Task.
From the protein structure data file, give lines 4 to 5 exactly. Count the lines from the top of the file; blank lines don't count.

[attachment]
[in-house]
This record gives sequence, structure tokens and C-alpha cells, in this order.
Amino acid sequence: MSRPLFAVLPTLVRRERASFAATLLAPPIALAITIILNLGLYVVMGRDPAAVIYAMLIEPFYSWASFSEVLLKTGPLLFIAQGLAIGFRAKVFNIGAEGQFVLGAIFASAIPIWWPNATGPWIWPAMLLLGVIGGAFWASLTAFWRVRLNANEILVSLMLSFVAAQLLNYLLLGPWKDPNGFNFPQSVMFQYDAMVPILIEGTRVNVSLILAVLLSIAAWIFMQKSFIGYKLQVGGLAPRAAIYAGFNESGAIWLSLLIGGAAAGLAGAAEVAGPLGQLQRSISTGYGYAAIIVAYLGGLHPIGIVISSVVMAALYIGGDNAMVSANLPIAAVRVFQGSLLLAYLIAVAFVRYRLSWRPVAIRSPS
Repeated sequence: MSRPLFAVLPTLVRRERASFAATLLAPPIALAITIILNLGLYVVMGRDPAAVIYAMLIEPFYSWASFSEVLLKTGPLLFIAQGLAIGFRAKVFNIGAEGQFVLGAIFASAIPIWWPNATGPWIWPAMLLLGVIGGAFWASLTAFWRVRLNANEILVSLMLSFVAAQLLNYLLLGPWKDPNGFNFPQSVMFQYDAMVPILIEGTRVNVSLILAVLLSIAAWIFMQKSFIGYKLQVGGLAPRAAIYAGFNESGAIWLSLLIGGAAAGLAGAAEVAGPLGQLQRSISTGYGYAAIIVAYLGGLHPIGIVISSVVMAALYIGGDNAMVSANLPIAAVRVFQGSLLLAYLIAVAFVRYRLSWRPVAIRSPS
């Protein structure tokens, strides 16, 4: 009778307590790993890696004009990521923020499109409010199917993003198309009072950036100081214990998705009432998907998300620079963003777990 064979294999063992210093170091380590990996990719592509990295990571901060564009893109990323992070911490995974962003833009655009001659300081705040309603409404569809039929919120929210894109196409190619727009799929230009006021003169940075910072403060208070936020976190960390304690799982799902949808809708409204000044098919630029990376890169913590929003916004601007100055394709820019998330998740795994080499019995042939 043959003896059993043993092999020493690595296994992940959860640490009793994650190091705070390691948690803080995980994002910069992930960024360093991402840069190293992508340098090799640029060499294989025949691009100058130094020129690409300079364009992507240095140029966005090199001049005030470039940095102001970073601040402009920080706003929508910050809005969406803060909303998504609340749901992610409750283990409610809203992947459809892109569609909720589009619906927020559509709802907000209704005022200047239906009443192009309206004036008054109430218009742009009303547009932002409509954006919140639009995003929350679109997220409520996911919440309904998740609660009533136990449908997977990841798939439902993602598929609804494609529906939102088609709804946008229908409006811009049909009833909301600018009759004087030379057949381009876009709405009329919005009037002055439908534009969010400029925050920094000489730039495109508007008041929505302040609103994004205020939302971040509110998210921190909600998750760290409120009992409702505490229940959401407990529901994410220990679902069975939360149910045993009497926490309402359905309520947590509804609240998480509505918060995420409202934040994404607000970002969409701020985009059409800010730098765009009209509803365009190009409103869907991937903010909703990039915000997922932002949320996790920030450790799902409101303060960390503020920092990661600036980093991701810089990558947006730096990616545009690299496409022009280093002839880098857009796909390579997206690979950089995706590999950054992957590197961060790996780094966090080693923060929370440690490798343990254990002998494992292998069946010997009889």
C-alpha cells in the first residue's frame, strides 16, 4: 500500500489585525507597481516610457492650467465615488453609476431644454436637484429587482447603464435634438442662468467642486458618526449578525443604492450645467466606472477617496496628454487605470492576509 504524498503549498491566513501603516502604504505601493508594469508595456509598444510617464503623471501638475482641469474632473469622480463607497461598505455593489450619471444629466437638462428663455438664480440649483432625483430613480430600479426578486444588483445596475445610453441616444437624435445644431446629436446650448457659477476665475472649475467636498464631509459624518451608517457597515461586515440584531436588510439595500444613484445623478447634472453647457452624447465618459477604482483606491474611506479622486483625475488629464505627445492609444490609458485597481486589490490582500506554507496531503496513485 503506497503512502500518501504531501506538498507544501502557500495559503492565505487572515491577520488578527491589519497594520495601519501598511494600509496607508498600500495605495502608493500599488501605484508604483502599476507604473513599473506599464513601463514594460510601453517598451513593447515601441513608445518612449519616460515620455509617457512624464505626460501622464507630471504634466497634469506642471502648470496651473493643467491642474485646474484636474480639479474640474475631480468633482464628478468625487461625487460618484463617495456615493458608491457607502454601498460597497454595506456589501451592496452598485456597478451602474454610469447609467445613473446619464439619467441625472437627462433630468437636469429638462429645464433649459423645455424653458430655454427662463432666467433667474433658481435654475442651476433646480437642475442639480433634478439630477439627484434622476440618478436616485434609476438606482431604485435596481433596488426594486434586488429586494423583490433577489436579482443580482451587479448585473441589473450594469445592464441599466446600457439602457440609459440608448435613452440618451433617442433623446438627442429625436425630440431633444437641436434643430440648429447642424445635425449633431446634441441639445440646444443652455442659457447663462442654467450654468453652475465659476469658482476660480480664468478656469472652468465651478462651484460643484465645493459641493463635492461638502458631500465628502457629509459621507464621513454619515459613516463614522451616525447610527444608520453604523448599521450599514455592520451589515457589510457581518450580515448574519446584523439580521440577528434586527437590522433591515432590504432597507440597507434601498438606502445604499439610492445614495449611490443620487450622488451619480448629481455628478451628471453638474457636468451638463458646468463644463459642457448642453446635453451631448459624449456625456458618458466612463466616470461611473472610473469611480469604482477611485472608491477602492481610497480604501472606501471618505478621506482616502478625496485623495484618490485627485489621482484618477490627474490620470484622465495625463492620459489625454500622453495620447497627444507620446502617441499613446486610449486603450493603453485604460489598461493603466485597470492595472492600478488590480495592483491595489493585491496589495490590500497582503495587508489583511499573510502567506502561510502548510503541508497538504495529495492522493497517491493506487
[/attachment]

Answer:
Repeated sequence: MSRPLFAVLPTLVRRERASFAATLLAPPIALAITIILNLGLYVVMGRDPAAVIYAMLIEPFYSWASFSEVLLKTGPLLFIAQGLAIGFRAKVFNIGAEGQFVLGAIFASAIPIWWPNATGPWIWPAMLLLGVIGGAFWASLTAFWRVRLNANEILVSLMLSFVAAQLLNYLLLGPWKDPNGFNFPQSVMFQYDAMVPILIEGTRVNVSLILAVLLSIAAWIFMQKSFIGYKLQVGGLAPRAAIYAGFNESGAIWLSLLIGGAAAGLAGAAEVAGPLGQLQRSISTGYGYAAIIVAYLGGLHPIGIVISSVVMAALYIGGDNAMVSANLPIAAVRVFQGSLLLAYLIAVAFVRYRLSWRPVAIRSPS
């Protein structure tokens, strides 16, 4: 009778307590790993890696004009990521923020499109409010199917993003198309009072950036100081214990998705009432998907998300620079963003777990 064979294999063992210093170091380590990996990719592509990295990571901060564009893109990323992070911490995974962003833009655009001659300081705040309603409404569809039929919120929210894109196409190619727009799929230009006021003169940075910072403060208070936020976190960390304690799982799902949808809708409204000044098919630029990376890169913590929003916004601007100055394709820019998330998740795994080499019995042939 043959003896059993043993092999020493690595296994992940959860640490009793994650190091705070390691948690803080995980994002910069992930960024360093991402840069190293992508340098090799640029060499294989025949691009100058130094020129690409300079364009992507240095140029966005090199001049005030470039940095102001970073601040402009920080706003929508910050809005969406803060909303998504609340749901992610409750283990409610809203992947459809892109569609909720589009619906927020559509709802907000209704005022200047239906009443192009309206004036008054109430218009742009009303547009932002409509954006919140639009995003929350679109997220409520996911919440309904998740609660009533136990449908997977990841798939439902993602598929609804494609529906939102088609709804946008229908409006811009049909009833909301600018009759004087030379057949381009876009709405009329919005009037002055439908534009969010400029925050920094000489730039495109508007008041929505302040609103994004205020939302971040509110998210921190909600998750760290409120009992409702505490229940959401407990529901994410220990679902069975939360149910045993009497926490309402359905309520947590509804609240998480509505918060995420409202934040994404607000970002969409701020985009059409800010730098765009009209509803365009190009409103869907991937903010909703990039915000997922932002949320996790920030450790799902409101303060960390503020920092990661600036980093991701810089990558947006730096990616545009690299496409022009280093002839880098857009796909390579997206690979950089995706590999950054992957590197961060790996780094966090080693923060929370440690490798343990254990002998494992292998069946010997009889």